I describe that hospital visit as a ‘privilege’ because the patients I met were an example to us all, showing extraordinary bravery and resilience. Indeed, many of those who survived the attack came together just days later for a benefit concert. It was a powerful reclaiming of the ground, and of the city those young people call home.
We expect our homes to be a place of safety – ‘sanctuary’ even – which makes it all the more shocking when the comfort they provide is shattered. A few weeks ago, The Prince of Wales visited the Caribbean in the aftermath of hurricanes that destroyed entire communities. And here in London, who can forget the sheer awfulness of the Grenfell Tower fire?
Our thoughts and prayers are with all those who died and those who lost so much; and we are indebted to members of the emergency services who risked their own lives, this past year, saving others. Many of them, of course, will not be at home today because they are working, to protect us.
Reflecting on these events makes me grateful for the blessings of home and family, and in particular for 70 years of marriage. I don’t know that anyone had invented the term platinum’ for a 70th wedding anniversary when I was born. You weren’t expected to be around that long. Even Prince Philip has decided it’s time to slow down a little – having, as he economically put it, ‘done his bit’. But I know his support and unique sense of humour will remain as strong as ever, as we enjoy spending time this Christmas with our family and look forward to welcoming new members into it next year.
In 2018 I will open my home to a different type of family: the leaders of the fifty-two nations of the Commonwealth, as they gather in the UK for a summit. The Commonwealth has an inspiring way of bringing people together, be it through the Commonwealth Games – which begin in a few months’ time on Australia’s Gold Coast – or through bodies like the Commonwealth Youth Orchestra & Choir: a reminder of how truly vibrant this international family is.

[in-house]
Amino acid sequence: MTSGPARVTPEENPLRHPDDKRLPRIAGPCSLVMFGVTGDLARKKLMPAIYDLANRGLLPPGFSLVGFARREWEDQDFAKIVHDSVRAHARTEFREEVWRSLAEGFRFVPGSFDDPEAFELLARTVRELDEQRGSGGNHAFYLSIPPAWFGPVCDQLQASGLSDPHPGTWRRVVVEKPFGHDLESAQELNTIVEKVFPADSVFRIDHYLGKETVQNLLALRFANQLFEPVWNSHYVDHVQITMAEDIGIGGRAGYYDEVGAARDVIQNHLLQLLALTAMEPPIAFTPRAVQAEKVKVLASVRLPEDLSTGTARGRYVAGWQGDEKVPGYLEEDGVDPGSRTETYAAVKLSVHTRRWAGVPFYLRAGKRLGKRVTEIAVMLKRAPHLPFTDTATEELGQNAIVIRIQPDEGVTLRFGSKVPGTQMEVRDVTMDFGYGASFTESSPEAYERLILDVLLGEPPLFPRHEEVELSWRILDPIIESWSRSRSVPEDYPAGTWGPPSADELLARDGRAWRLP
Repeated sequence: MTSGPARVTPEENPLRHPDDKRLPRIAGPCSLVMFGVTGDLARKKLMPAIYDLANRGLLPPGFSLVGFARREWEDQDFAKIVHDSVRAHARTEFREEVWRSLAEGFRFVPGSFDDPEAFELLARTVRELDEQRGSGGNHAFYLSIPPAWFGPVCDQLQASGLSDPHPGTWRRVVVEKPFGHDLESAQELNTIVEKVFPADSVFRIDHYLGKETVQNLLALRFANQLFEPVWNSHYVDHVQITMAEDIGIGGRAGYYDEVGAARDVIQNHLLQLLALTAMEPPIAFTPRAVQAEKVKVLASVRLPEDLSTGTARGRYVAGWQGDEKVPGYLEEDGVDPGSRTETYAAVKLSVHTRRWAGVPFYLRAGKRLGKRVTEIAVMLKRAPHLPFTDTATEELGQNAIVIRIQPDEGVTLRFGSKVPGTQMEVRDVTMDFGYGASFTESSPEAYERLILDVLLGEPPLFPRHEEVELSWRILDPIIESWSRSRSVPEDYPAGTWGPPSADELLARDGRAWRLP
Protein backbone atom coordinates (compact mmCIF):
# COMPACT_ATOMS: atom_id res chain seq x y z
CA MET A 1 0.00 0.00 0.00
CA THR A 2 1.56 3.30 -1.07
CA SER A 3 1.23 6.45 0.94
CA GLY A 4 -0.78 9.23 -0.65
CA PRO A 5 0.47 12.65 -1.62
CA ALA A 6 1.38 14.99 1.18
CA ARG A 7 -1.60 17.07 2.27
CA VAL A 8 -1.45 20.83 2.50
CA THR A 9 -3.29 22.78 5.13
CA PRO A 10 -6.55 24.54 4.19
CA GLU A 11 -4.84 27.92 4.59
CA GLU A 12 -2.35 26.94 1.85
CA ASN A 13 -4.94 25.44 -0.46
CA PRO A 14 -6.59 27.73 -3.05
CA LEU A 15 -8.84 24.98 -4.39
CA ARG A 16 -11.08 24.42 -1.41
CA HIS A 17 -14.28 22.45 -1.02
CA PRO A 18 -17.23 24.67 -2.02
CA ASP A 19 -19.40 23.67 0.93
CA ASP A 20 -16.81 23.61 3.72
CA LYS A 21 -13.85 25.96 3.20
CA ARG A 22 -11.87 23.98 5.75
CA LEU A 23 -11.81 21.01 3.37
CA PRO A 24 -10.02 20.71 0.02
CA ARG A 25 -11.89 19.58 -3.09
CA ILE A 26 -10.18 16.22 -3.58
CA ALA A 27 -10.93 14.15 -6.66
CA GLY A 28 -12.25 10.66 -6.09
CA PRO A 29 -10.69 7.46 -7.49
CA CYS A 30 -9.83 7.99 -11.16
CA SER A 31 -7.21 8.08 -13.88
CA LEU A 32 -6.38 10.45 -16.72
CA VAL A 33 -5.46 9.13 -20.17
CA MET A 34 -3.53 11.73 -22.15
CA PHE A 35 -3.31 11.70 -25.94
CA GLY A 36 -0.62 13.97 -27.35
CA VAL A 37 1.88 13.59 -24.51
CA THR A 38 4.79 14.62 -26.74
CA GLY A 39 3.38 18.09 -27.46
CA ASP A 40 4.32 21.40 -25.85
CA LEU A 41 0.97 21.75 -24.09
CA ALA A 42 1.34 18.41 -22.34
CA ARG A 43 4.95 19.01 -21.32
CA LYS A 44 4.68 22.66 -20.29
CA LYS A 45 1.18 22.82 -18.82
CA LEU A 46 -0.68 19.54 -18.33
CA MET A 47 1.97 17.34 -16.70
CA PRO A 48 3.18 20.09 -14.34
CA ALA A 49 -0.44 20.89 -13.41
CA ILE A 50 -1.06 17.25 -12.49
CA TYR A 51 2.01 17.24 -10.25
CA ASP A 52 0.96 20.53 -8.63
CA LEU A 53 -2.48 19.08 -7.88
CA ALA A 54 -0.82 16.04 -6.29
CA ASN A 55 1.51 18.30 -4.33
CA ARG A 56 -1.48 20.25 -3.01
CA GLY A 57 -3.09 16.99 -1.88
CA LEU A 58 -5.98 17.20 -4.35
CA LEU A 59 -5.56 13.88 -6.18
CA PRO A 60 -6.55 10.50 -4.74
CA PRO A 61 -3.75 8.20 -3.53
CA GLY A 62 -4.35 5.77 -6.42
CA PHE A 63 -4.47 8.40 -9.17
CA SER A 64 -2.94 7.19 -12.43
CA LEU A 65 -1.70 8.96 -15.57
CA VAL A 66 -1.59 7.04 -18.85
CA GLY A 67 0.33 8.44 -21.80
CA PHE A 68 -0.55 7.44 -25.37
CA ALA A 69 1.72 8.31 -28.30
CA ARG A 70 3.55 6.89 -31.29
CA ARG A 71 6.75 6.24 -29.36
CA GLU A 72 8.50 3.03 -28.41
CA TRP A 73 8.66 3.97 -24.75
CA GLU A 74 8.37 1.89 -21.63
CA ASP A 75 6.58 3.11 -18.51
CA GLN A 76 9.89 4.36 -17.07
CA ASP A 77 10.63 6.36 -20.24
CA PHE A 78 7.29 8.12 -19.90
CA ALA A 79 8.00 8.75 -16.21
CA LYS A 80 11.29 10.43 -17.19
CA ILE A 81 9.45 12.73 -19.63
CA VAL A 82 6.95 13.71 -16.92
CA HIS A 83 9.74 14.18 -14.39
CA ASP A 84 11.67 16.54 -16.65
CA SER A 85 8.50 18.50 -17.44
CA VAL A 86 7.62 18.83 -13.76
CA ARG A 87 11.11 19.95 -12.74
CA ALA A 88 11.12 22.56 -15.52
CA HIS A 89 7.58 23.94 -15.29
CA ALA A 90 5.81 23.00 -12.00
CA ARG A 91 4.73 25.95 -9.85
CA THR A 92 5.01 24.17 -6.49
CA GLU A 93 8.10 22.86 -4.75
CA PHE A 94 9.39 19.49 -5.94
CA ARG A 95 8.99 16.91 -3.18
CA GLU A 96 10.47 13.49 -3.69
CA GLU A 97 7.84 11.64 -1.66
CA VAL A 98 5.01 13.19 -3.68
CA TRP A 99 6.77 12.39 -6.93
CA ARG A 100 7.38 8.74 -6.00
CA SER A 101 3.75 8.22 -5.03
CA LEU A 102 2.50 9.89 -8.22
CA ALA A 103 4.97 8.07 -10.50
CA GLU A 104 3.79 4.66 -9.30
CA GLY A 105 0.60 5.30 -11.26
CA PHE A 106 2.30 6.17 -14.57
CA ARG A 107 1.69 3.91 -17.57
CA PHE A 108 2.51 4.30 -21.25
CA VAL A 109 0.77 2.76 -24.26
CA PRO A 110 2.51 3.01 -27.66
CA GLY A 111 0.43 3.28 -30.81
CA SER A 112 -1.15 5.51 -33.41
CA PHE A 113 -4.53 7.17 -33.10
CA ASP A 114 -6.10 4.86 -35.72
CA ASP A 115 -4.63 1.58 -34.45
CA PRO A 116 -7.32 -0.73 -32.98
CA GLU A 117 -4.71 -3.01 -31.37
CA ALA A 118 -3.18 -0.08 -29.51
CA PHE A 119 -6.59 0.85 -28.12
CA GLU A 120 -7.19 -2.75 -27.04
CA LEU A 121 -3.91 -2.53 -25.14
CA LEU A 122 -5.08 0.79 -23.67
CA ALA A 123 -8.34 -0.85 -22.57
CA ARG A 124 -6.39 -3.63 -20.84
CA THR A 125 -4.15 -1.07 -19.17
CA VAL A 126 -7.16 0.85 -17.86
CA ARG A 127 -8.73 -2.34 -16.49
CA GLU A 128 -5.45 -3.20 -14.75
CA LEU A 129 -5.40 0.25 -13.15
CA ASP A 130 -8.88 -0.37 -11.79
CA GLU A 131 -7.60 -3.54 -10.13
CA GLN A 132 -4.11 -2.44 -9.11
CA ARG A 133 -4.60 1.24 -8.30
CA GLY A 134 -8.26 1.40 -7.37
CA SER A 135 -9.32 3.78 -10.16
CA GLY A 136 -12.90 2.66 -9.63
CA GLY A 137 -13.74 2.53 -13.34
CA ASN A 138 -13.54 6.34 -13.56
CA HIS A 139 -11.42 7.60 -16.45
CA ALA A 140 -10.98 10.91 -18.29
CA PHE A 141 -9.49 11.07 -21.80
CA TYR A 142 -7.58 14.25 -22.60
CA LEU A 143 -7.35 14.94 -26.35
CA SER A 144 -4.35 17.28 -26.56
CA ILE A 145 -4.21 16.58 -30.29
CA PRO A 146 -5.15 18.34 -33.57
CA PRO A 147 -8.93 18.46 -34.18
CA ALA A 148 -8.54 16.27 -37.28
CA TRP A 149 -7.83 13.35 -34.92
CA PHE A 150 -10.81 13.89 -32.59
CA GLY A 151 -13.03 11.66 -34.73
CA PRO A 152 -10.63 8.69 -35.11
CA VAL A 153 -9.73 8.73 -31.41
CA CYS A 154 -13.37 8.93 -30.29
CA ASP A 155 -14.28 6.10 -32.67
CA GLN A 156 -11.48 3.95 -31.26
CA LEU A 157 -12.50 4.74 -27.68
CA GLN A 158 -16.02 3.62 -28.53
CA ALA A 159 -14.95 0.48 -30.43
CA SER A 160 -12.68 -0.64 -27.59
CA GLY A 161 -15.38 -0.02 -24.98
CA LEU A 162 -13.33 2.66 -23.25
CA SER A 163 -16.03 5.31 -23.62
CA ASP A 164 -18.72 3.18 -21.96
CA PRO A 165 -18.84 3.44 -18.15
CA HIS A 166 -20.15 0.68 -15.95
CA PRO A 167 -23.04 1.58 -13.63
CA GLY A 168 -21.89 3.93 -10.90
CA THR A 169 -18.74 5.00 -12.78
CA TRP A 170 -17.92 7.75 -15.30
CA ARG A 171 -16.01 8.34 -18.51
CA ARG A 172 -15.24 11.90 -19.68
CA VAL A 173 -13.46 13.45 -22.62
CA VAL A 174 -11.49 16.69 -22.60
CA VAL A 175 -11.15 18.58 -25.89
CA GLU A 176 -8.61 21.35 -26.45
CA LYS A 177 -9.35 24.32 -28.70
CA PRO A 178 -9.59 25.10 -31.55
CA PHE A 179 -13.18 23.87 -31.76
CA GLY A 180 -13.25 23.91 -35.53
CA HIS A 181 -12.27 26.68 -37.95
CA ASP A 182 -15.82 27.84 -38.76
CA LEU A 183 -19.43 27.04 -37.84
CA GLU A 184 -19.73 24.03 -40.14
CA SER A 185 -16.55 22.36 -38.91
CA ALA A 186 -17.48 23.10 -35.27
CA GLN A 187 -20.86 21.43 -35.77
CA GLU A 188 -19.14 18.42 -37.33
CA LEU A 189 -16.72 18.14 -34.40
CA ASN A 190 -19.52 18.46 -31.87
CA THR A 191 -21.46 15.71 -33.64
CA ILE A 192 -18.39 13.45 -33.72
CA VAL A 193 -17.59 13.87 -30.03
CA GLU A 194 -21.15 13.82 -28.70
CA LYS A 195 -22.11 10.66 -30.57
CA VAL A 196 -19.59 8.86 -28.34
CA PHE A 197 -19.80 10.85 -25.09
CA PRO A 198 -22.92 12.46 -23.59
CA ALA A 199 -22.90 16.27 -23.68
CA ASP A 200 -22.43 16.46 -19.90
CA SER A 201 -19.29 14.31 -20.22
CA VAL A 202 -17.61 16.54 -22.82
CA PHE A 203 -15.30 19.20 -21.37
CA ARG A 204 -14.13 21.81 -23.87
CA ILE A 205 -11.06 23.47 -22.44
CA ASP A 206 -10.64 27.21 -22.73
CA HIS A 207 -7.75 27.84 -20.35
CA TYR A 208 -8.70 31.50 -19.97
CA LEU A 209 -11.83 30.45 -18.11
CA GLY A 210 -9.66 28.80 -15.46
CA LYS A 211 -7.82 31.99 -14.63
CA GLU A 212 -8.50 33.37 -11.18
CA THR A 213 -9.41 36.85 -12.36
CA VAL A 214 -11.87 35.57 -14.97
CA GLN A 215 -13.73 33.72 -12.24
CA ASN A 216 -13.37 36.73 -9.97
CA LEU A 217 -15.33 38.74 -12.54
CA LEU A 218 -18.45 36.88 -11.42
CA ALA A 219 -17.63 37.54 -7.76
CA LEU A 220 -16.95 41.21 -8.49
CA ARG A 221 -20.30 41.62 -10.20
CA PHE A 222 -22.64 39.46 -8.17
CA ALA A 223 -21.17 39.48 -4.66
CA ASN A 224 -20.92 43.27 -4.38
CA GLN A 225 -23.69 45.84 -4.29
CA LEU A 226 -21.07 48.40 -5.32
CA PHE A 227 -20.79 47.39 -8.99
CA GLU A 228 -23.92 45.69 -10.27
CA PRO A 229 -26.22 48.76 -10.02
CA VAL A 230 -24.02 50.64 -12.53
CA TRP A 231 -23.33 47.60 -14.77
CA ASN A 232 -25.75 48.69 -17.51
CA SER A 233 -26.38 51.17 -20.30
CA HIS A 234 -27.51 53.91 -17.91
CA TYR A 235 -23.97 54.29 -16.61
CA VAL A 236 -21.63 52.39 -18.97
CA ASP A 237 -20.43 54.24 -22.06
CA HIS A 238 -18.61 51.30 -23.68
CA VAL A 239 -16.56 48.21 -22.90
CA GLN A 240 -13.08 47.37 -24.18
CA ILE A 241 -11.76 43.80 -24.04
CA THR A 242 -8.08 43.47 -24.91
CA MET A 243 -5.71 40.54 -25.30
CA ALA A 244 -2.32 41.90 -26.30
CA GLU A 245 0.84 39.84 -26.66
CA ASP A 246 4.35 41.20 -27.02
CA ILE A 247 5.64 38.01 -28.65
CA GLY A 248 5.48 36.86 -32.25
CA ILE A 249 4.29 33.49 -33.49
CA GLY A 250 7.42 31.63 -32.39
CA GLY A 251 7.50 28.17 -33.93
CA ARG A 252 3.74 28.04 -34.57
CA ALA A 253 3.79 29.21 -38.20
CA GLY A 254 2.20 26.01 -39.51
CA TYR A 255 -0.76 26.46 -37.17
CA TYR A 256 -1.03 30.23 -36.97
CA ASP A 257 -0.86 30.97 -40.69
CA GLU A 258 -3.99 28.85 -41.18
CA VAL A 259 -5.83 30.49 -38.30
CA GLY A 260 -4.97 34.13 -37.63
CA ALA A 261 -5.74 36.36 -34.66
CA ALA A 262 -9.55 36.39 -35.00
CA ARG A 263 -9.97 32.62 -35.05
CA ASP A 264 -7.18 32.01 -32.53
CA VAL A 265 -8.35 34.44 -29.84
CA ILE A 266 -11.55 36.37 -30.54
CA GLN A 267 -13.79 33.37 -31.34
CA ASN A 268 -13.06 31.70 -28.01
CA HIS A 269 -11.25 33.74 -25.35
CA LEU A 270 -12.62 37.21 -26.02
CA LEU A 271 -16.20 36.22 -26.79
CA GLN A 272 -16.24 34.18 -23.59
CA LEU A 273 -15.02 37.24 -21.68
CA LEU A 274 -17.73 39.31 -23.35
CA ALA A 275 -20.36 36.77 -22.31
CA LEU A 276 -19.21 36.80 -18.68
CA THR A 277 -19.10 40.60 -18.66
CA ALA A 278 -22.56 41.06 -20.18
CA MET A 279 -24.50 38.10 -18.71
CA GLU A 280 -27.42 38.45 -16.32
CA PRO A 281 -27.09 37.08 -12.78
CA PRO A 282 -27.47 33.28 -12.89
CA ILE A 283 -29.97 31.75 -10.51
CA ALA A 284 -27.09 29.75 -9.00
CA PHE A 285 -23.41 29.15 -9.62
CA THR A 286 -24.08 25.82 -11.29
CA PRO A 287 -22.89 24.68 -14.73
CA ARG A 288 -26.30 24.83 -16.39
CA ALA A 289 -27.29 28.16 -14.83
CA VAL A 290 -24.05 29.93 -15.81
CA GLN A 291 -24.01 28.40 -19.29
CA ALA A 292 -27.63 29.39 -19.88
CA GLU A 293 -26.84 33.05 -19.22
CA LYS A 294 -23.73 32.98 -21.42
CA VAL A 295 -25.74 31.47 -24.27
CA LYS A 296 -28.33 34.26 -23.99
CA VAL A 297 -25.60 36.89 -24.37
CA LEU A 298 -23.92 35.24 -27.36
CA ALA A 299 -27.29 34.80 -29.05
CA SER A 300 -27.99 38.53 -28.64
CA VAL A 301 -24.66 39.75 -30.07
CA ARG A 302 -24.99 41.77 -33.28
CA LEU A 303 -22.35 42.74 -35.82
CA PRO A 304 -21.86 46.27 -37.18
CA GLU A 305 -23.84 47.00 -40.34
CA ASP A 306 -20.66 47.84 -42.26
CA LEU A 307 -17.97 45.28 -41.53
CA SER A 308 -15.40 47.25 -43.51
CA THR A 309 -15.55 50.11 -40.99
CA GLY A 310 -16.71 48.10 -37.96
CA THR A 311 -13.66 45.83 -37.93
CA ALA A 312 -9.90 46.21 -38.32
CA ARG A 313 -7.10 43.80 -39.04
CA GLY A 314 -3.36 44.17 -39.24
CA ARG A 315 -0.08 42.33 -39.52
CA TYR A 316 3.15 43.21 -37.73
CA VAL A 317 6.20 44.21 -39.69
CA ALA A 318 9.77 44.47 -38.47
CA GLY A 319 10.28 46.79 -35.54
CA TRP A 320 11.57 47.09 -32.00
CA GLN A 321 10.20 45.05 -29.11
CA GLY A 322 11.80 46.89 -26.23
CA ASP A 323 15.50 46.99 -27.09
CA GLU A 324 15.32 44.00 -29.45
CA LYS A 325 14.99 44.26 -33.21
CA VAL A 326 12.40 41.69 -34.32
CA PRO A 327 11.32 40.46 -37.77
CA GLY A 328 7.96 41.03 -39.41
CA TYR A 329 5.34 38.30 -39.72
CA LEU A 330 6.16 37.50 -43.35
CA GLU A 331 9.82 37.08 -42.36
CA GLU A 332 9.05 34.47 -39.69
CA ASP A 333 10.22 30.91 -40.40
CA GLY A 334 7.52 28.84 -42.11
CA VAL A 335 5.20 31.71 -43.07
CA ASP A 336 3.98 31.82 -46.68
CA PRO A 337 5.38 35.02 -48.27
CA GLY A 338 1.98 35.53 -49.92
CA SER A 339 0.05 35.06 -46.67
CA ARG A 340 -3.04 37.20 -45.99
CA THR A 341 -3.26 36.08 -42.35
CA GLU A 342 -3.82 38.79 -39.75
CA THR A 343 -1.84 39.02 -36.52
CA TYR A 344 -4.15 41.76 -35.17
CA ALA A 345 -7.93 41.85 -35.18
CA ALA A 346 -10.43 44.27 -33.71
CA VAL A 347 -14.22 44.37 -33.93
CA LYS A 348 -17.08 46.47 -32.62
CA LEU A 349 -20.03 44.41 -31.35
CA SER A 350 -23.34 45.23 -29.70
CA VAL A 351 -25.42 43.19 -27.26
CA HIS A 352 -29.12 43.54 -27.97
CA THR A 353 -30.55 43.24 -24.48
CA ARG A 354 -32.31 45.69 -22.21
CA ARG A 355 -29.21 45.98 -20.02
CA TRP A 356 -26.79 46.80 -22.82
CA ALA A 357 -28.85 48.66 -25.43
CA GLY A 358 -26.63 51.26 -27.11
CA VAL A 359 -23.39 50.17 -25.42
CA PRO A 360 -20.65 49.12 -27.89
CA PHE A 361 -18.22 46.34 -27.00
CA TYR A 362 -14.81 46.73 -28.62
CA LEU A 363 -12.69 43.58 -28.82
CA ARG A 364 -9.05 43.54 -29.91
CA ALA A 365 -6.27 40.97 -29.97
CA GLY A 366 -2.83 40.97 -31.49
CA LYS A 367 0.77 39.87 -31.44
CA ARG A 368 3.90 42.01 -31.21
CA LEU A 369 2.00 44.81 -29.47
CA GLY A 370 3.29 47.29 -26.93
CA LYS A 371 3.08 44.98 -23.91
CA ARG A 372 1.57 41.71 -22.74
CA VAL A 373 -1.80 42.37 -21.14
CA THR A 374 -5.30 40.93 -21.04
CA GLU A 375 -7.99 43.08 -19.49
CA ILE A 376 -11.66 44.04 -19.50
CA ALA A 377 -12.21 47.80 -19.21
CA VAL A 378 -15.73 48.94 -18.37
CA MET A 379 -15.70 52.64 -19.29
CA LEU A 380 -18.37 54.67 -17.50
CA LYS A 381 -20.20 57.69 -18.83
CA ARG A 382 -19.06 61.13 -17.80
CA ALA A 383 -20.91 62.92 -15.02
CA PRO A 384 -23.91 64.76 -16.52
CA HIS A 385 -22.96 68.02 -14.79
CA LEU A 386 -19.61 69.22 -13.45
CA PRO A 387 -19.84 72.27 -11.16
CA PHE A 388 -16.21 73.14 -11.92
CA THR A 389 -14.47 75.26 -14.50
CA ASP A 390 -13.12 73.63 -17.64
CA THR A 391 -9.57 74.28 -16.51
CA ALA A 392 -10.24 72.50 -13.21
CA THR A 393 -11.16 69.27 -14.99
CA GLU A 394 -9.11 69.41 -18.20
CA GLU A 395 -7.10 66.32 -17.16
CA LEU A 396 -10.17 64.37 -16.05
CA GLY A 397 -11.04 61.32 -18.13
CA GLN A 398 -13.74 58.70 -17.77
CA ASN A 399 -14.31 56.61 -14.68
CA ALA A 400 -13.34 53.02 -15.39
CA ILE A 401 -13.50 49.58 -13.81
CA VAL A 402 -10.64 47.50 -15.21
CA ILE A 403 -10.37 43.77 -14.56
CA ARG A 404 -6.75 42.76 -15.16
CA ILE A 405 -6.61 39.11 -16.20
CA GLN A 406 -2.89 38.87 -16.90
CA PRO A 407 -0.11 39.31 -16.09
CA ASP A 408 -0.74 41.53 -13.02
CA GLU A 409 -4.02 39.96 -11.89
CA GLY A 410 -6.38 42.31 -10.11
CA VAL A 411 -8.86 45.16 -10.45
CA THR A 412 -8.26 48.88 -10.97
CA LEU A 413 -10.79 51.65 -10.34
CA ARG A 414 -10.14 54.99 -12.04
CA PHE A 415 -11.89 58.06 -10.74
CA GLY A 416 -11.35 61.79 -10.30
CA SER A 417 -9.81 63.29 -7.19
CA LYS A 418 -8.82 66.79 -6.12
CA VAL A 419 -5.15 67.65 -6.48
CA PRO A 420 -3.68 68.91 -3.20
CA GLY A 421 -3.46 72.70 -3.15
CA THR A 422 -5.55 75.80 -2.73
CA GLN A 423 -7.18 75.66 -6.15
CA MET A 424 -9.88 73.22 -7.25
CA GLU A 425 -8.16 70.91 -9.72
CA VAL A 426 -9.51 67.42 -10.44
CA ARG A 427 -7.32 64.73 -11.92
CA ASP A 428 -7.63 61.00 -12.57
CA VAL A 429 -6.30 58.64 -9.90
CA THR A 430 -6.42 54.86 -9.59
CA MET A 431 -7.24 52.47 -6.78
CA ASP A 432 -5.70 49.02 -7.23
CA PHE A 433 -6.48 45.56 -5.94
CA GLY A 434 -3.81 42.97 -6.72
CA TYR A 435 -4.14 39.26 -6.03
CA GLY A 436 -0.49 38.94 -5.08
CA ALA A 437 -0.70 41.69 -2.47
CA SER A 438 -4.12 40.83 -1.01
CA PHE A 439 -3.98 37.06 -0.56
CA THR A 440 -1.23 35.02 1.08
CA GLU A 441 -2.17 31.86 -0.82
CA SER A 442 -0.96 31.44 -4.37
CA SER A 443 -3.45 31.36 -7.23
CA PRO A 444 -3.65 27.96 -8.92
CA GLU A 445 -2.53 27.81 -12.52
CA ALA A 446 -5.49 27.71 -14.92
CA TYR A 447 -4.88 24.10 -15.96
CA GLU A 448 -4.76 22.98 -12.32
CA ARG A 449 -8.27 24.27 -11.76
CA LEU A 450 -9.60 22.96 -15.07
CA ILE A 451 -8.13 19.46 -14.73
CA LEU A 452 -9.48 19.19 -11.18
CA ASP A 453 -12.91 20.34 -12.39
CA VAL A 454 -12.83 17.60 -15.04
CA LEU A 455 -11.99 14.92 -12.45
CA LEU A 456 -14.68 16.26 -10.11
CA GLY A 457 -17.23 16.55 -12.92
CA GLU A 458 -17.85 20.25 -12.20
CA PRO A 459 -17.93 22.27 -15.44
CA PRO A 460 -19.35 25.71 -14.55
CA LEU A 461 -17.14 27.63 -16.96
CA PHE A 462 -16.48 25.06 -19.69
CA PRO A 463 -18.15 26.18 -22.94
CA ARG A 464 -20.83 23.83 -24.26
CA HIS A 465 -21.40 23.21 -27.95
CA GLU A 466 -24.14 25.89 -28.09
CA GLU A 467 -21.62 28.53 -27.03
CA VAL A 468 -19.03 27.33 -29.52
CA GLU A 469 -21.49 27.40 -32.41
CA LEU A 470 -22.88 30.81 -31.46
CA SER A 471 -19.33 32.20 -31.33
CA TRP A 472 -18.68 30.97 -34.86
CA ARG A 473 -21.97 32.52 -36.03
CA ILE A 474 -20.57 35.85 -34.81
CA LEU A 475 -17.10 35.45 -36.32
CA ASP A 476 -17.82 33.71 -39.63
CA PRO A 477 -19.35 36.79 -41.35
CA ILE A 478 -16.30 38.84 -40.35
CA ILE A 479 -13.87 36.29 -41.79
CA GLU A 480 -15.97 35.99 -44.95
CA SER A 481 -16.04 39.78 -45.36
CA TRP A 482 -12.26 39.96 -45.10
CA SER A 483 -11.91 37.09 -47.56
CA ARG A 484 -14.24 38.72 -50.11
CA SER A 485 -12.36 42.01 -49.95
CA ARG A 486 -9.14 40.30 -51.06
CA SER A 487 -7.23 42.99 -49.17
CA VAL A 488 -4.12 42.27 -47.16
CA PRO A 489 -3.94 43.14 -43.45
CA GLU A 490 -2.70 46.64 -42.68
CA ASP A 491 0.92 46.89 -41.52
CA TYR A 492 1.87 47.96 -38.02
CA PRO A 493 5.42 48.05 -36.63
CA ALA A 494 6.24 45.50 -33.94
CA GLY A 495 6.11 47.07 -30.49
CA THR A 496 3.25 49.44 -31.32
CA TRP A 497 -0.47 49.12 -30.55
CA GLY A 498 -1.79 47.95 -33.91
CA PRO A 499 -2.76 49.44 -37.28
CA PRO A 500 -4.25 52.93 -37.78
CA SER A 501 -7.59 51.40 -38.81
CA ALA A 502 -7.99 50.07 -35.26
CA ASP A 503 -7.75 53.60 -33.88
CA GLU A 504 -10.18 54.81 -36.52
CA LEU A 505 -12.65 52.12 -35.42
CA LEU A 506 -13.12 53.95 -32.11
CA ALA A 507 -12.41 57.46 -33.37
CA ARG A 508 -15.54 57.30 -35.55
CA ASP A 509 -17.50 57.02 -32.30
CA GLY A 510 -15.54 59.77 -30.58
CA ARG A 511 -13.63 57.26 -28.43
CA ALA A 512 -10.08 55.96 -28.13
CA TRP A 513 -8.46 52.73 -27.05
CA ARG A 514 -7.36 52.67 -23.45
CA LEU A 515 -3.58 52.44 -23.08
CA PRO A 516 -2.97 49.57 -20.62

Today we celebrate Christmas, which itself is sometimes described as a festival of the home. Families travel long distances to be together. Volunteers and charities, as well as many churches, arrange meals for the homeless and those who would otherwise be alone on Christmas Day. We remember the birth of Jesus Christ whose only sanctuary was a stable in Bethlehem. He knew rejection, hardship and persecution; and yet it is Jesus Christ’s generous love and example which has inspired me through good times and bad.
Whatever your own experiences this year; wherever and however you are watching, I wish you a peaceful and very happy Christmas.”
Click to ENLARGE.
It was quite the storm. It was coming down thick & furious for a good 6 hours, till about 1pm. Then it stopped — cold turkey.
All 4 of us went out to shovel. That does NOT happen very often anymore. It was good to all be out. Devanee, at 17, can shovel well, given the years of practice she has had. Teischan is not very keen and in the main goes through the motions. I used the pusher most of the time — partly because we were out of shovels, or at least the shovels I like to use.
But, it went fast. In 75-minutes we were down to the blacktop. Could get both vans out. That meant Devanee could go out and get some Chinese takeout. And that is exactly what she did.\
So, it all worked out.
Still have to shovel the mailbox and deck on Tuesday. But that will be my exercise for tomorrow. I will again be on my own. Christmas is over!